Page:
Well, Remiel's article did point out that threats to Obama were unusually high during the campaign, then immediately before and after the inauguration. Given that that article comes several months later, it might be that the Secret Service thought that they were going to have a much tougher time on their hands, and the time it took from that leak to publication took longer.

That said, I was around during the kuro5hin "threat" incident. Comparing that to the videos of people firing automatic weapons in their threats that I've seen, I'm not exactly convinced that the situation for Obama, personally, is not more serious. I don't think any threat against Bush I've seen involved an automatic.

Offline Jude

Re: Tea Partiers showing their colors.
« Reply #42 on: March 26, 2010, 09:17:36 PM »
Err. You need to prove that something is out of the ordinary, not prove that something isn't. Present the number and scale of threats and actions that people associated with the Tea Party have performed and then ask for people claiming that it's no more exceptional than mainstream left wing criticism to provide a similar number and scale of incidents.

I do think the Tea Party, and those driving it, have been exceptionally vitriolic and more prone to violence - and worse violence - than any other mainstream political wing of America since the civil rights era. The onus is on me to present that, however, and I only have so much time to dig up the plethora of crap.
Yeah, you're right about that.  I don't have the data to back up my view.  I'll fully admit it's just an opinion.  I'm extremely bothered by all of the Obama-Hitler comparisons, the Socialist Rhetoric, and the Communist imagery.  This Healthcare plan might not be purely capitalist, but it's far from the most Socialist option.  Both the Public Option and Single Payer were rejected offhand, they are the most extreme liberal answers to this problem, so the hyperbole is completely ridiculous.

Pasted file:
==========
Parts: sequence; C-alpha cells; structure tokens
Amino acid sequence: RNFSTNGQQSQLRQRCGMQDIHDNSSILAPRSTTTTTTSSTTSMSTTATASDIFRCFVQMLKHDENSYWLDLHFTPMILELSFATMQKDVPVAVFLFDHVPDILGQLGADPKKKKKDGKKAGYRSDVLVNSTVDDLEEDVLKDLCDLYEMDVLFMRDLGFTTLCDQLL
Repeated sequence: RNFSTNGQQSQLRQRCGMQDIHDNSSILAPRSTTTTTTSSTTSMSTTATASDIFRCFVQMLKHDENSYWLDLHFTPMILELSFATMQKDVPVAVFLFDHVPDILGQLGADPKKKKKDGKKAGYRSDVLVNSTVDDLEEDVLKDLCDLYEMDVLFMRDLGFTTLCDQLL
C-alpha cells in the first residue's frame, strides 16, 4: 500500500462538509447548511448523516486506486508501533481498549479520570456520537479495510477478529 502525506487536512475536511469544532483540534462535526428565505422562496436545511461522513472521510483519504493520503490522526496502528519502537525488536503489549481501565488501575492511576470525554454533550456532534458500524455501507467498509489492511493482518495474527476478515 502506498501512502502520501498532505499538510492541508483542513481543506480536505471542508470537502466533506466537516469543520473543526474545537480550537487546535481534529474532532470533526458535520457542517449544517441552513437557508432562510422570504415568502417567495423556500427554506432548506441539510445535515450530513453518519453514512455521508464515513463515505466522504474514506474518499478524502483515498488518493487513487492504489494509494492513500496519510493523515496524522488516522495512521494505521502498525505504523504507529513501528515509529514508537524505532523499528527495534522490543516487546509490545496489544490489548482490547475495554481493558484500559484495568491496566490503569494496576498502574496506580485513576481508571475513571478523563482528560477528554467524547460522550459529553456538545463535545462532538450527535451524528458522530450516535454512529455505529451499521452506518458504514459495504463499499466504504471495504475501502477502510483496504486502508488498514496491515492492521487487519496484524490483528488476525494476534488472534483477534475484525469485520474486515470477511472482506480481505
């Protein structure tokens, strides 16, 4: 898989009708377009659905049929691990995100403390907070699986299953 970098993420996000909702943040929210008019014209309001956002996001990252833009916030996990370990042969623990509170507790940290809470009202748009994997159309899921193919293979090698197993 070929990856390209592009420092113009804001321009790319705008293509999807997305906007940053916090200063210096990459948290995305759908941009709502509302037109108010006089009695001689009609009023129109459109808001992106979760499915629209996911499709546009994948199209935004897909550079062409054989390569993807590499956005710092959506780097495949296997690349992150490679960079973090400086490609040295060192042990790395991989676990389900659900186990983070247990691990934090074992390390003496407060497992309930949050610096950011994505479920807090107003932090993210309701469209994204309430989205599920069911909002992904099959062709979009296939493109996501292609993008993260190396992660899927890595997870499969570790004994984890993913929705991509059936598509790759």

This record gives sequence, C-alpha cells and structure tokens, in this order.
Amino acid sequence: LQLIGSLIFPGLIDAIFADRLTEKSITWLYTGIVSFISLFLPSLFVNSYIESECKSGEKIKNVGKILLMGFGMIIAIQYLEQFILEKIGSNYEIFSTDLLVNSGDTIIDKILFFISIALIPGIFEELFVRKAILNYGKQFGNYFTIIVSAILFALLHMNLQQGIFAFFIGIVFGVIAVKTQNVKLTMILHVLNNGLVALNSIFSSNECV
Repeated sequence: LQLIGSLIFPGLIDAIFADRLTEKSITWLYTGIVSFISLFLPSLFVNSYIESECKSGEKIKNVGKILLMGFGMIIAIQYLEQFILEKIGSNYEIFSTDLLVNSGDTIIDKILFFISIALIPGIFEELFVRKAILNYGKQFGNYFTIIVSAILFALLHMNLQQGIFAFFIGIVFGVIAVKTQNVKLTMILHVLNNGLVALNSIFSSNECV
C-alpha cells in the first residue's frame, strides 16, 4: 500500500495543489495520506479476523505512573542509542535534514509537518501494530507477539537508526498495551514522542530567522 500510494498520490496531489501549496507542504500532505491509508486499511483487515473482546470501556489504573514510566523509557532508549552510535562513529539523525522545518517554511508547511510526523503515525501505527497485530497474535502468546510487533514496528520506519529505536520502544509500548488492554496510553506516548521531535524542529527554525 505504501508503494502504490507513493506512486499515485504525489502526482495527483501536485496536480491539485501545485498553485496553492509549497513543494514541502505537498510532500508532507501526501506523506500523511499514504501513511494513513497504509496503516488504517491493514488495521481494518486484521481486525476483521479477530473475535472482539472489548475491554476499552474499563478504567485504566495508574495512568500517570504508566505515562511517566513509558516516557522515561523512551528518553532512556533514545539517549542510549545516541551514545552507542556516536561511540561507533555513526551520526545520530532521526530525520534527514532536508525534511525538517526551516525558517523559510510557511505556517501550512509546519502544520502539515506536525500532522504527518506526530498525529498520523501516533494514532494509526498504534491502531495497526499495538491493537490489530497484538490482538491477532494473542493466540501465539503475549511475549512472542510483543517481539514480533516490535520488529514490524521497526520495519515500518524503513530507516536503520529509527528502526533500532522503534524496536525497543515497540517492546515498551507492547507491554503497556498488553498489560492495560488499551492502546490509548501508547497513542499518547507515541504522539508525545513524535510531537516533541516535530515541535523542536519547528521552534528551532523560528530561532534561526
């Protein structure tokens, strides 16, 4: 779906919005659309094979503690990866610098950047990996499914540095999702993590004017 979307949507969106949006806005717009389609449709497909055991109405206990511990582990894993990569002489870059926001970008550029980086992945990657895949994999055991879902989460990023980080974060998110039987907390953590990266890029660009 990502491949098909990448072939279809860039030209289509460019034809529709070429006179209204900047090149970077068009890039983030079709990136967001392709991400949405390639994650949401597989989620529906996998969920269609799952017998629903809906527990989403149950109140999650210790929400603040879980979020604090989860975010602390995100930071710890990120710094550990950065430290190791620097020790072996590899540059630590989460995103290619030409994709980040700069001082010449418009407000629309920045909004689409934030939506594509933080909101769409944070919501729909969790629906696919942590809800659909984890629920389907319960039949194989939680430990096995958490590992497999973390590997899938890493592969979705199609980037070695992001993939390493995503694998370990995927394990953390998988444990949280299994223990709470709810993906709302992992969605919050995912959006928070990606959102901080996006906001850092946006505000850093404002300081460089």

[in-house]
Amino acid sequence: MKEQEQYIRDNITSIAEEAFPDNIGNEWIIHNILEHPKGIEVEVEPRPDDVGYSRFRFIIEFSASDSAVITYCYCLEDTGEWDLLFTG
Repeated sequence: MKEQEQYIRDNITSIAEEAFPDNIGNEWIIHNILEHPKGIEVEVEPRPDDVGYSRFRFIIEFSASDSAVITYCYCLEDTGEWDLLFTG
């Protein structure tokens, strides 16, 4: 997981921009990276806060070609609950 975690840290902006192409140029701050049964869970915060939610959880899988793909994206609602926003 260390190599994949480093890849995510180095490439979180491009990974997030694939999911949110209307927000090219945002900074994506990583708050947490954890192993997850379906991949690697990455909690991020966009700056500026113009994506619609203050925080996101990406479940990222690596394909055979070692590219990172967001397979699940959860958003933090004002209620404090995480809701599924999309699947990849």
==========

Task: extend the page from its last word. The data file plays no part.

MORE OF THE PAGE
On a more inclusive note, I think the 9/11 Truthers were pretty ridiculous as well.  Anyone who called Bush a Nazi was an idiot.  People who claimed malevolent intentions were being overly cynical and not giving the Republicans the benefit of doubt.  The bottom line is, that sort of venom should have no place in our political discourse whether it's being spewed by a Republican or a Democrat.  It doesn't even matter which is worse to me, because ultimately neither is acceptable in my view.

((EDIT:  That's not to say I'm against their right to free speech.  I'm not.  I just think they should be politically marginalized in a way that respects their rights by the rest of us.))

It's fair to criticize many things about this bill.  It certainly moves the country to the left, has the possibility of increasing the debt if the CBO's projections turn out to be false, and raises taxes.  This healthcare bill does increase the size of government.

I just wish the opposition would recognize the basic reality of the situation:  the Democrats are doing this because they think it's a necessary step, not because they want government to be a monolithic entity--no one's for a larger government than they believe is necessary.  Obama does not believe in Facism, Obama does not believe in Communism, and we're already a Democratic-Socialist Republic (hello USPS).  We're arguing about the extent of Socialism, not a fundamental transformation.

Also people need to stop glorifying our Founding Fathers.  They held slaves, didn't let women vote, and were acting in a completely reactionary fashion to their previous governance by a Monarchy.  They had some great ideas, laid out an excellent set up for us to follow (after failing once, Articles of Confederation anyone?), then got out of the way and let other American Pioneers take this country where it is today.  They are not solely responsible for our success.  Any one generation could've been the death of America, but none of them were.  We owe the continuation of America's existence to our fathers every bit as much as we owe it to our Founding Fathers.  It only takes one weak link in the chain to destroy our collective, national dream of freedom.

p.s. I think the people of this generation on both sides of the aisle who debate in a civil manner work to this end every day.
« Last Edit: March 26, 2010, 09:25:57 PM by Jude »